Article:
He could still hear the patrol moving down another street a few dozen feet away. If any of them looked back when he was crossing in front of it, then he was screwed, but by the time they were out of the way another would be driving by.
Burnout braced himself against the wall and kicked off with everything he had. He sailed forward, almost tripping each time he took a step, and every step sending him another dozen feet ahead.
“How do Hawthorne and Allspades do this?” he muttered.
There was a brief shout as he was crossing the intersection and he had to stop himself from freezing on the spot. They weren’t sounding the alarm just yet, and if he was fast enough then he could disappear before they were sure he was there. The alleyway was only a dozen yards away, and he kicked off the ground one last time to send himself sailing into its wall. He caught himself on the smooth concrete surface and recalled his flames.
He heard the mercenaries turning the corner of the road, but was already too deep into the alley for them to see him.
The fighting had long since started by the time he reached the Council’s headquarters. There were three heroes facing off against the mercenaries. He only recognized Adamant, standing in front of the door, easily absorbing the force of bullets and bolts of magic being sent his way with his metallic skin.
The heroes were holding them off, if only barely. None of the mercenaries had the power to take them out, but their numbers were quickly wearing the heroes down.
Burnout took a deep breath and closed his eyes. The dim flames around him erupted into a sky-blue inferno and he leapt into the air.
Some of the mercenaries turned to fire at the comet racing towards them, but the bullets melted before they could reach his skin.
He crashed into the ground at the center of the attacking force, and a wave of flames burst out and threw the mercenaries away from him. He jumped into the air again before he started melting the street and hovered over Adamant’s shoulder.
Adamant’s narrowed eyes darted to him briefly before focusing on the regrouping mercenaries.
“You’re one of Writer’s kids. I don’t know how you’re awake, but you’re a sitting duck out here. Get inside before they start throwing something you can’t melt.” A broad smile broke his silvered face in two. “I want to see what they try and hit me with next.”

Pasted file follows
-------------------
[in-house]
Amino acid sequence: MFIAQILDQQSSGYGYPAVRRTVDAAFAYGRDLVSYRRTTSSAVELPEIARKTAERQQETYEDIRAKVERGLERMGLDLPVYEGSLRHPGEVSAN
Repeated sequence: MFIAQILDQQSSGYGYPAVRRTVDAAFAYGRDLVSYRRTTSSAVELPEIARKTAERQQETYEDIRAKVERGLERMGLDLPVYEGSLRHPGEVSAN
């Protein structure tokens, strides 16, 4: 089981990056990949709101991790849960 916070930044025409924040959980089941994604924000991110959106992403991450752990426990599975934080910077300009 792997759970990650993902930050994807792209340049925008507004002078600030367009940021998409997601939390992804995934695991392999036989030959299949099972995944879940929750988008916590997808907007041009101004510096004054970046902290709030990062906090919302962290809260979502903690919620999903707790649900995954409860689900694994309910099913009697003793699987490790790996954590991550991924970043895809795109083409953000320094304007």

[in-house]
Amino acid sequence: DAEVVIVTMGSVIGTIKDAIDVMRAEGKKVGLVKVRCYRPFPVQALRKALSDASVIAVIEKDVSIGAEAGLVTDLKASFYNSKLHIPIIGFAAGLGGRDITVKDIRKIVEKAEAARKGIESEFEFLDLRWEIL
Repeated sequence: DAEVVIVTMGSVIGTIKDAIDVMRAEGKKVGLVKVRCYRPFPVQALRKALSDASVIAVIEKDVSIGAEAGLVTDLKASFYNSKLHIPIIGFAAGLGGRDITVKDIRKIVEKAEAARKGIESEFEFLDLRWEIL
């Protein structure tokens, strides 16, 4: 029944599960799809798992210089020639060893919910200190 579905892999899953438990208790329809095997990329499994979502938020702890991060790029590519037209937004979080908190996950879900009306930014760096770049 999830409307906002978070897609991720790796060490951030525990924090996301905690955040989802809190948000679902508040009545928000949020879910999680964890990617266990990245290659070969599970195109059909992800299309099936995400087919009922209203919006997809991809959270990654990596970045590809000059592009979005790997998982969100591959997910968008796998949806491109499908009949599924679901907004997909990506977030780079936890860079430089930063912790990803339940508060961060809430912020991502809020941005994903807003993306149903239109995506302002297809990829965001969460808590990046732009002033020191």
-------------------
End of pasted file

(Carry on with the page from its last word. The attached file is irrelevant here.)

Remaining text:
Burnout wanted to protest, but Adamant had started walking towards the mercenaries.
Burnout didn’t turn down his flames until the door shut behind him. The entrance hall was empty, but the doors on the far side were opened. There were a few people waiting in the hallway, teenaged heroes; the ones that didn’t look like their faces were being stretched down by exhaustion were wringing their hands or clutching their legs while they stared at the walls ahead of them with wide unblinking eyes.
Burnout slowly made his way past all of them. Stepping over their legs or skirting around their huddled forms.
The door at the far end opened, and the cloaked form of The Court stepped out. He didn’t speak, but he pointed at Burnout and beckoned him into the room.
Burnout quickly made his way inside. The seats of the Council loomed above him, but most of them were empty. A few figures were sleeping in the corner, hidden by the shadows that plagued the room.
“Center, quickly,” The Court’s voice echoed through the room. “I don’t have long.”
Burnout stepped into the center of the room, and was immediately surrounded by a magic circle that filled the space between the chairs.
“What’s happening?” Burnout’s feet had become stuck to the floor. “Why are you the only one here?”
“Spell’s too strong. I don’t have the time to fight it off.” The Court’s normally slow speech had grown urgent. He was pacing all around the magic circle, frantically waving his hand to change the symbols within. “It’s the same one you were under. I can use you as a catalyst to wake the others. You’ll be all we have.”
Before Burnout could ask who he meant, The Court slammed his hands together and a burst of greenish white light shot through the roof of the building and scattered around the city.
When it was over, The Court had crumpled to the ground, fast asleep.
Over in the corner of the room, a figure stirred.